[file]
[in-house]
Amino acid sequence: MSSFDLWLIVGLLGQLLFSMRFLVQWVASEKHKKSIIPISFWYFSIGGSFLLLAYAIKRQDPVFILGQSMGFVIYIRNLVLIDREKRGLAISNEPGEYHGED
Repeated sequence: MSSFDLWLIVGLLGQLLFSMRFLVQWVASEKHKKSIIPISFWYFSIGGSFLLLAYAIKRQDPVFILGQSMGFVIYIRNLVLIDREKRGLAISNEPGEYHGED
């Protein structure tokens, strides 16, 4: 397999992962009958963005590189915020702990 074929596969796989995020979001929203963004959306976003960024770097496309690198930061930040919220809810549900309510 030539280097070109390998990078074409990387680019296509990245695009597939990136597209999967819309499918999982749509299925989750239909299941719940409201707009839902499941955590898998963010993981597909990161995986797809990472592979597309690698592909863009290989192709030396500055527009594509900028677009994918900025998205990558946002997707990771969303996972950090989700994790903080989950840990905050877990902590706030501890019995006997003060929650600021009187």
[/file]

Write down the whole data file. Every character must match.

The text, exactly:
[in-house]
Amino acid sequence: MSSFDLWLIVGLLGQLLFSMRFLVQWVASEKHKKSIIPISFWYFSIGGSFLLLAYAIKRQDPVFILGQSMGFVIYIRNLVLIDREKRGLAISNEPGEYHGED
Repeated sequence: MSSFDLWLIVGLLGQLLFSMRFLVQWVASEKHKKSIIPISFWYFSIGGSFLLLAYAIKRQDPVFILGQSMGFVIYIRNLVLIDREKRGLAISNEPGEYHGED
């Protein structure tokens, strides 16, 4: 397999992962009958963005590189915020702990 074929596969796989995020979001929203963004959306976003960024770097496309690198930061930040919220809810549900309510 030539280097070109390998990078074409990387680019296509990245695009597939990136597209999967819309499918999982749509299925989750239909299941719940409201707009839902499941955590898998963010993981597909990161995986797809990472592979597309690698592909863009290989192709030396500055527009594509900028677009994918900025998205990558946002997707990771969303996972950090989700994790903080989950840990905050877990902590706030501890019995006997003060929650600021009187």